She welcomes you when you enter Detroit, from every direction, with the one word that might just be Detroit’s biggest philosophical question: Injured? Joumana Kayrouz is deeper than the inflated image watching over Detroit, peddling justice to the poor and broken of the city. This Wednesday, Drew Philp takes us behind the billboard and into the heart of the Kayrouz quest. (And all of Brian Rozman’s photos of Kayrouz have not been retouched.) Check out MT‘s cover story, on newsstands Wednesday!

    The post Joumana Kayrouz to cover ‘Metro Times’ appeared first on Metro Times Blogs.

  • Fire at PJ’s Lager House, no people hurt

    There was a fire in an upstairs apartment at PJ’s Lager House on Monday evening. No people were hurt, although three cats belonging to the tenants died after CPR. The fire broke out around 10:30 p.m. during a show featuring Zombie Jesus & the Chocolate Sunshine Band, Curtin, and Jeffrey Jablonsky. “We just smelled smoke and someone yelled everyone has to get out,” 33-year-old Nick Leu told MLive. On the Lager House Facebook page in the early hours of the morning, a post said, “We at PJ’s lager House would like to thank everyone for their care and concern. Also, a very big THANK YOU to all who stepped up to do what they could this evening. The fire was contained to the upstairs but due to water damage in the bar, we will be closed until it can be assessed. Everyone is safe and we will keep you updated.” A later update read, “Update from the big boss. Since there was no damage to the stage side of the bar, the show will go on tomorrow! You may have to enter through the back door and there may not be a large selection of booze but we are going […]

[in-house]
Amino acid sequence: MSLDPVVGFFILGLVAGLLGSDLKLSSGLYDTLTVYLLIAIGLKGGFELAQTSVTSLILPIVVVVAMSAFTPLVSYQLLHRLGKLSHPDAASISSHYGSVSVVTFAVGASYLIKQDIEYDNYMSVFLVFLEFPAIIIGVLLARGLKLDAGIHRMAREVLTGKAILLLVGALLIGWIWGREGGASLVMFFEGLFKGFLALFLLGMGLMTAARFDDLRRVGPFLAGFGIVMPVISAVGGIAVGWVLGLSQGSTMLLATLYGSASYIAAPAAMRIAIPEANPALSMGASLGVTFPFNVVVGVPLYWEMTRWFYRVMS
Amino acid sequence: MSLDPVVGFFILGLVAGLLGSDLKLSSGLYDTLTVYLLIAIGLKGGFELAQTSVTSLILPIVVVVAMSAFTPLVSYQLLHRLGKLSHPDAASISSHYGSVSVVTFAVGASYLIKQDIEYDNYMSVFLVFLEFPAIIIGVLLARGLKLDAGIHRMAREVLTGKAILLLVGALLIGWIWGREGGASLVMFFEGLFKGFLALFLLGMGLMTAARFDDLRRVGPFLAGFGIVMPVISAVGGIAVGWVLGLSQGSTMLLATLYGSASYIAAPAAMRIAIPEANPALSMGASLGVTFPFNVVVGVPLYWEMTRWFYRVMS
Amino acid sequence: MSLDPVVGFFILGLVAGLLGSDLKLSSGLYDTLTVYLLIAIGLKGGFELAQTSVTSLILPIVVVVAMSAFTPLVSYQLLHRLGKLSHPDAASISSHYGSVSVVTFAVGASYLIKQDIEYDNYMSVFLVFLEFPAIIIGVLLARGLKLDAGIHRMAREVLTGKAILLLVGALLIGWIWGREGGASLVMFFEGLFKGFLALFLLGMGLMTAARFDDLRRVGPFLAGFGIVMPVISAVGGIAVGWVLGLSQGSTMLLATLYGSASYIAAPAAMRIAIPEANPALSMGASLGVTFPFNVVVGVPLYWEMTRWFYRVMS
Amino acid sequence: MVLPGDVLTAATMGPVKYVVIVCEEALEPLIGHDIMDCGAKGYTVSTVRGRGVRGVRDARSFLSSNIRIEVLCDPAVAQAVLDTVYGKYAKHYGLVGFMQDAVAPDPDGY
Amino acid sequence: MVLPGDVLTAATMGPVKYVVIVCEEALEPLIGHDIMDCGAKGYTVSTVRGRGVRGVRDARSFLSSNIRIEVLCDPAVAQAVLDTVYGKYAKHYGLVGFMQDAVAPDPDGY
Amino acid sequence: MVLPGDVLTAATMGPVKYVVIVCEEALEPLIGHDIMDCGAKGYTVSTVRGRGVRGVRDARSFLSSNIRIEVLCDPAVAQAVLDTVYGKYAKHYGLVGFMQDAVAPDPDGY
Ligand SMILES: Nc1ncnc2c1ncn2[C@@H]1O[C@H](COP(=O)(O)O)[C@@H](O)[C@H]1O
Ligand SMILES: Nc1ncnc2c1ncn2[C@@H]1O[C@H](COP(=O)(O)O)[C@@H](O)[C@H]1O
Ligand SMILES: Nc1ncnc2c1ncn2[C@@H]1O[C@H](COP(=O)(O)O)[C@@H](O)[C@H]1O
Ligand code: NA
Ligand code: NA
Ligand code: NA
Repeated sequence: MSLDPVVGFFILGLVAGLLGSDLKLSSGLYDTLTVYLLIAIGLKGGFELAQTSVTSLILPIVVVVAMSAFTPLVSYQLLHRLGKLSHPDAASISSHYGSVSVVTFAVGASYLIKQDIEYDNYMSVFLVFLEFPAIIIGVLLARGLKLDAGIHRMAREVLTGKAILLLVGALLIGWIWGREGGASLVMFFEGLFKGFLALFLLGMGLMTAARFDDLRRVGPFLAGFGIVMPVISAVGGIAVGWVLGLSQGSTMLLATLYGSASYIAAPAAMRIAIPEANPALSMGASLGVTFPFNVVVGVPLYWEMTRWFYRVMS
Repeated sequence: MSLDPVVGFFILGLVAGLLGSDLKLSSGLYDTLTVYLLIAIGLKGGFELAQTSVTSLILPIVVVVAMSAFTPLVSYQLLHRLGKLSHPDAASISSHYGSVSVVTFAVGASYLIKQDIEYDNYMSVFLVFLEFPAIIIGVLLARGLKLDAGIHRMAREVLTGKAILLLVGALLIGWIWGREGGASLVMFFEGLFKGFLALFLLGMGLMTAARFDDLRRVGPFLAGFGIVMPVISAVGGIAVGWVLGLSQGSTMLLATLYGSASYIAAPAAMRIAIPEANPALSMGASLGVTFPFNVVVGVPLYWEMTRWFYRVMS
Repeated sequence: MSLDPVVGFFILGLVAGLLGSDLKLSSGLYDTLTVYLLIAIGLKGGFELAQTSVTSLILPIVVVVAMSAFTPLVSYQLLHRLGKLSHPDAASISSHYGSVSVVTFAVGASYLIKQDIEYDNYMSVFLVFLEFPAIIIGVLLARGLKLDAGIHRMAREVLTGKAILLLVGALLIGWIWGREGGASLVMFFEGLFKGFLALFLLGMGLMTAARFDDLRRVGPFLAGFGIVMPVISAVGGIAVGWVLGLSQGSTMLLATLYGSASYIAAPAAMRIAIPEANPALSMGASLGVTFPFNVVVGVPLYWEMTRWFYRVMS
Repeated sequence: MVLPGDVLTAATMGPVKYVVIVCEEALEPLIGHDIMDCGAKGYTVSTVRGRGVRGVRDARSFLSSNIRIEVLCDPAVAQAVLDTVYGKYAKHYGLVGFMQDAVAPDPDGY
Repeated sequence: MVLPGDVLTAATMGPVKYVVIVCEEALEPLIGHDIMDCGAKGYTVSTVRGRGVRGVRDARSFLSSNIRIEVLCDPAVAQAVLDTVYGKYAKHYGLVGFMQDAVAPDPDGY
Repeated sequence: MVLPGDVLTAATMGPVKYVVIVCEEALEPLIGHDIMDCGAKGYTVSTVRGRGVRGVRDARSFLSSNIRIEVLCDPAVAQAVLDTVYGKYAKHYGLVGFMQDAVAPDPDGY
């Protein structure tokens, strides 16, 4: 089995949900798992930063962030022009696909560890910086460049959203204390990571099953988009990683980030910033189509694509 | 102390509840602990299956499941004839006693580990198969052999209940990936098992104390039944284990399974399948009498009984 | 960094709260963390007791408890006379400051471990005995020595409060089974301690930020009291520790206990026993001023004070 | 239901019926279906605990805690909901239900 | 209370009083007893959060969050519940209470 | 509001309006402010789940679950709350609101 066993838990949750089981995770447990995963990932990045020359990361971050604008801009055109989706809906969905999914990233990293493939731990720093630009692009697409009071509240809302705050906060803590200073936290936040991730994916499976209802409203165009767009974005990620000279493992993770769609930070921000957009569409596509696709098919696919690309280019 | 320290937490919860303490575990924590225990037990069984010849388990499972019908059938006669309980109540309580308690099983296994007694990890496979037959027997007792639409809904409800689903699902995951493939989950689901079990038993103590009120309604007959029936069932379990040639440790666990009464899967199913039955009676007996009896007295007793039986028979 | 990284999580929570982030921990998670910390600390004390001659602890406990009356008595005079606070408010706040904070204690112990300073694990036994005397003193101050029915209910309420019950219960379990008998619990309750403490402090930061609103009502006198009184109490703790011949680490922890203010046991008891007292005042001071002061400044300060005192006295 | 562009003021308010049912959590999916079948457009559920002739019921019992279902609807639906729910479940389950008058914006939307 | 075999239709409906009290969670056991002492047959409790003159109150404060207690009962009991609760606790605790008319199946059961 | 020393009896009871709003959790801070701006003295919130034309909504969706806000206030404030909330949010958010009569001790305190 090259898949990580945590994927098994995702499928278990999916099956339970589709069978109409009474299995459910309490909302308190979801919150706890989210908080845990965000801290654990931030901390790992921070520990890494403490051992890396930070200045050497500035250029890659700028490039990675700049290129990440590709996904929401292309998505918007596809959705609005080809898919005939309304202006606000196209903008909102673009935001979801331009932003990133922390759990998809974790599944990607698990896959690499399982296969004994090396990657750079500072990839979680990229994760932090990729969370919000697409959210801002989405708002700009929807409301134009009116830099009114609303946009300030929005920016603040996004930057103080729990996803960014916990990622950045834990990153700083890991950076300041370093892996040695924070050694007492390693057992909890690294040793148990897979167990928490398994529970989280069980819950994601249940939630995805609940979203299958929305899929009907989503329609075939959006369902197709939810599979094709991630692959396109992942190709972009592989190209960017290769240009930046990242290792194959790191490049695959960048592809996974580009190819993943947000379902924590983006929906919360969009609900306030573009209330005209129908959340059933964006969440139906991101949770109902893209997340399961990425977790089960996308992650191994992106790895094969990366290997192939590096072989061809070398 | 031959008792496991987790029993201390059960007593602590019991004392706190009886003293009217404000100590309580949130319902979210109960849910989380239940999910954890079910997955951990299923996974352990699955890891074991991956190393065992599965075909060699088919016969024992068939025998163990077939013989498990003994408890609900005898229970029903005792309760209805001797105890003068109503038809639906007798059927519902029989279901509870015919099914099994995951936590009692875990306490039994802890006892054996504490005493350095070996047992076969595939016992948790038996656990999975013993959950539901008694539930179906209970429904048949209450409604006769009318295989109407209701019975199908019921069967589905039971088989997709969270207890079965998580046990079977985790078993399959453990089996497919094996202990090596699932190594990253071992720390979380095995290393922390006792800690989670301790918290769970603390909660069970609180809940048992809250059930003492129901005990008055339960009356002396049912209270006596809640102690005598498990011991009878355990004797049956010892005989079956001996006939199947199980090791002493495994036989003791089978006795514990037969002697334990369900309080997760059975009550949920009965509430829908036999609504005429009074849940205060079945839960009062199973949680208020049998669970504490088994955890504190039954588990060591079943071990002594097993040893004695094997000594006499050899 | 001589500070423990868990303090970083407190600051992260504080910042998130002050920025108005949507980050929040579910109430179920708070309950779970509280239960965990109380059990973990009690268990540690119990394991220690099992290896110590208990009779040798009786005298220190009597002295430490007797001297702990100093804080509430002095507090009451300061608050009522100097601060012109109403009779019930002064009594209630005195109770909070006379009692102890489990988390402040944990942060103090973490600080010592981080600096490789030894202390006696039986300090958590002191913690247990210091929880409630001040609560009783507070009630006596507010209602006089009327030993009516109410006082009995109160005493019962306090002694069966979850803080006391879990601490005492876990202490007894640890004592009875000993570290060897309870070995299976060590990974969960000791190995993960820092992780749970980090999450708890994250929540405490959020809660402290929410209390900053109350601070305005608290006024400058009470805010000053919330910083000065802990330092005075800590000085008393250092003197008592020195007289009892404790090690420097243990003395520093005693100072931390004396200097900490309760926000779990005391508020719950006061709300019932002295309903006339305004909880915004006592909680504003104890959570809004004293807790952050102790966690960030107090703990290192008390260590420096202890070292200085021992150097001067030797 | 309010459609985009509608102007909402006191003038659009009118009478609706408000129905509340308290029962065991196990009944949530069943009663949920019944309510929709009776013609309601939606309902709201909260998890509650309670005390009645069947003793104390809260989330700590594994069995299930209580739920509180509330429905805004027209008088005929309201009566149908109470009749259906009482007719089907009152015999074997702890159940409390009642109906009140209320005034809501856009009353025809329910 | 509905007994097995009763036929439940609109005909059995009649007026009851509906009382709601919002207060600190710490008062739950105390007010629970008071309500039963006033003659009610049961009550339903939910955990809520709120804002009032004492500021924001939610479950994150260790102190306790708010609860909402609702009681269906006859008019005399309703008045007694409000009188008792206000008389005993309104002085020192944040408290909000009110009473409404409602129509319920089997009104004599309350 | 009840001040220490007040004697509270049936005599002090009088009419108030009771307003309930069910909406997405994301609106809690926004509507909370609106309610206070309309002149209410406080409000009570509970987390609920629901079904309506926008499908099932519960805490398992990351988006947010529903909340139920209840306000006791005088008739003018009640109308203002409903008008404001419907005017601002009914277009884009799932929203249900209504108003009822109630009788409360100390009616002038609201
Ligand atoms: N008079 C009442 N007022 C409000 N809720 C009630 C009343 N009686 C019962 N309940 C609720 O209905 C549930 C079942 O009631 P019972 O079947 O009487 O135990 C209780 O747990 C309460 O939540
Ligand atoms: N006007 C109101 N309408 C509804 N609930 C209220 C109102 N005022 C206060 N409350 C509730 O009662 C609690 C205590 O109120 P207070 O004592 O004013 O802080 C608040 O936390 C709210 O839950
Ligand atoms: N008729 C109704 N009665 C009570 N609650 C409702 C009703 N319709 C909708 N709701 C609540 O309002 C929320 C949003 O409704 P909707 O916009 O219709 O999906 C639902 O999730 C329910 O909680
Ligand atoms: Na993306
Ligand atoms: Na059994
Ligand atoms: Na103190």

The post Fire at PJ’s Lager House, no people hurt appeared first on Metro Times Blogs.



Search thousands of events in our database.


Search hundreds of restaurants in our database.


Search hundreds of clubs in our database.

MT on Twitter
MT on Facebook

Print Email

Politics & Prejudices

What we should fear

It's easy to be scathingly critical of the president these days

"We had to struggle with the old enemies of peace — business and financial monopoly, speculation, reckless banking, class antagonism, sectionalism, war profiteering ... they are unanimous in their hate for me — and I welcome their hatred."

—Franklin D. Roosevelt, running for re-election, 1936

Don't you wish that President Obama had said those words? Wouldn't it have been something to see him go on TV and tell the nation that during the recent raising-the-debt wars?